Elderberry Syrup For The Cold Season

Elderberry Syrup

It’s that time of year when the kids go back to school and the cold bugs come creeping home.  When my kids started school they seemed to come home with every creepy, crawly, sick-bug out there. My poor daughter had Pneumonia, Chicken Pox, and Whooping Cough (Yes, she’s vaccinated) all in the same year on top of all the other colds and flu that were spreading around at that time. It seemed to not matter how healthy they ate, or what vitamins they took, it wasn’t enough.  I am not one to just stick my kids on antibiotics right away, in fact, I couldn’t even tell you when the last time was that they had antibiotics, it has been so long.  I am also not one to give them over the counter drugs right away.  I wanted to do things more naturally. To use things of the earth that could help build their own immune systems to fight.  

The single most important remedy I have in my arsenal is elderberries.  Elderberries are these amazing, dark red-purple berries that come from the Sambucus plant. Other names are Elder Flower and Elder. These berries are an Antioxidant, Anti-Inflammatory, Anti-Microbrial and Anti-Bacterial fruit that is loaded with anthocyanins. Talk about a Powerhouse for the immune system!  Studies have been done on anthocyanins and it shows that they do indeed help the body fight many types of elements, including problems with the liver, autoimmune disease, cardiovascular disease, eyesight and many others, including the cold and flu. (1)

Anthocyanins are what give the berries their deep red-purple color.

Since we started using Elderberry syrup during the cold and flu season, my kids rarely get sick.  I give them 1 tsp a day for maintenance and up to 3 tsp a day when they feel like something is coming on.  As with anything, there are some warnings that come with elderberries.  The Genus Sambucus is mostly toxic berries.  You want to make sure that the berries you get are Sambucus Nigra and that you always cook them.  It is not recommended to eat them raw because they can contain trace amounts of cyanide which can eventually build up in your system. Cyanide can be deadly, so please, use caution and always cook your berries. It is also smart to make sure you are buying your berries from a reputable store and it’s not wise to try and pick your own in the wild. The toxic ones are too close in identity and it would be very easy to pick the wrong ones.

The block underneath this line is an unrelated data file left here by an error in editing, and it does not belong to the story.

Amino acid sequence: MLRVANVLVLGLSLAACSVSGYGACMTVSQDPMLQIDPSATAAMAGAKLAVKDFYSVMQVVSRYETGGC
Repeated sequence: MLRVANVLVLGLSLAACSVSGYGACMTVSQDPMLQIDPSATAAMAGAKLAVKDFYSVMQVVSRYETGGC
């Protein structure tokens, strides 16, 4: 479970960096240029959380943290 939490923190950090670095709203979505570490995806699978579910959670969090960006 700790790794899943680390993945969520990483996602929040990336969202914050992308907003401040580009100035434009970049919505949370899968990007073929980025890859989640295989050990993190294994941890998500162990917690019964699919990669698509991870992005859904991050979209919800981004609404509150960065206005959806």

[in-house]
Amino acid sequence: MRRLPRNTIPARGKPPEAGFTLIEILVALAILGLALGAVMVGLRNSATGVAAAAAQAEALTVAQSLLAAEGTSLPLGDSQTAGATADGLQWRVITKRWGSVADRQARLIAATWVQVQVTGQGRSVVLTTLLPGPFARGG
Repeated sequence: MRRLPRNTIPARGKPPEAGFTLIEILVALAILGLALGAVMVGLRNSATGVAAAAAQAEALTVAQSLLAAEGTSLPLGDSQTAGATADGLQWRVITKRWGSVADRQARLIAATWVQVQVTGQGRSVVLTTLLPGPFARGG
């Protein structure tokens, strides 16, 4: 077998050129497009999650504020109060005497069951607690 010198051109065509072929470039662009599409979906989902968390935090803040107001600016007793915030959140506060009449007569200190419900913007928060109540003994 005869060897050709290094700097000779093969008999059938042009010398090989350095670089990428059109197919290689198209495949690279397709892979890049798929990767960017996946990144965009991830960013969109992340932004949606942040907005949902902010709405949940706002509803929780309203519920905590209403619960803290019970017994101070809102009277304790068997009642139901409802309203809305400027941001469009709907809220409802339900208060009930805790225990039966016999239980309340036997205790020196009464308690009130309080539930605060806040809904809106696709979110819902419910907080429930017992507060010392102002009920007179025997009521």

I have always bought my Elderberries from either Natural Grocers or Mountain Rose Herbs.  I have been able to trust these two stores.  Below is my recipe for making Elderberry Syrup.  It lasts for about 3 weeks in the fridge.  Do you use any natural remedies to build your immune system up during the cold and flu season? I would love to hear from you and would love to know what you use, we can all learn from each other.

 

Elderberry Syrup

1 c. Dried Elderberries

3 c. Water

1 tsp cinnamon or half a cinnamon stick

4 whole cloves

½ C-¾ C Raw Honey

 

  1. In a medium-sized pot bring to boil the Elderberries, water, cinnamon and cloves.  Reduce to low and simmer for about 20 minutes or until it has been reduced to about 2 cups.  Set aside and let cool down to a warm temperature.  
  2. Strain out the berries, cloves, and cinnamon stick (if used), into a bow. I use a cheesecloth and squeeze out as much of the juice as possible.
  3. Add in the honey and stir until dissolved.  Pour into a sterilized Mason Jar and store in the fridge.

 

Dosage

Adults: 1-2 tsp daily for maintenance and up to 1 Tbs a day for acute care.

Children: ½ – 1 tsp daily for maintenance and up to 1 ½ tsp. a day for acute care.

 

 

https://www.ncbi.nlm.nih.gov/pmc/articles/PMC1082903/

https://www.organicfacts.net/health-benefits/fruit/elderberries.html#!-refer

 

Disclaimer: Disclaimer: This has not been evaluated by the FDA and is not intended to treat, cure, or prevent any disease. The contents of this post are for informational use only. The contents of this post does not replace the advice, opinion, diagnosis or treatment from a professional. The information on this post  should not be used for diagnosing or treating a health problem or disease. It is not a substitute for professional care.

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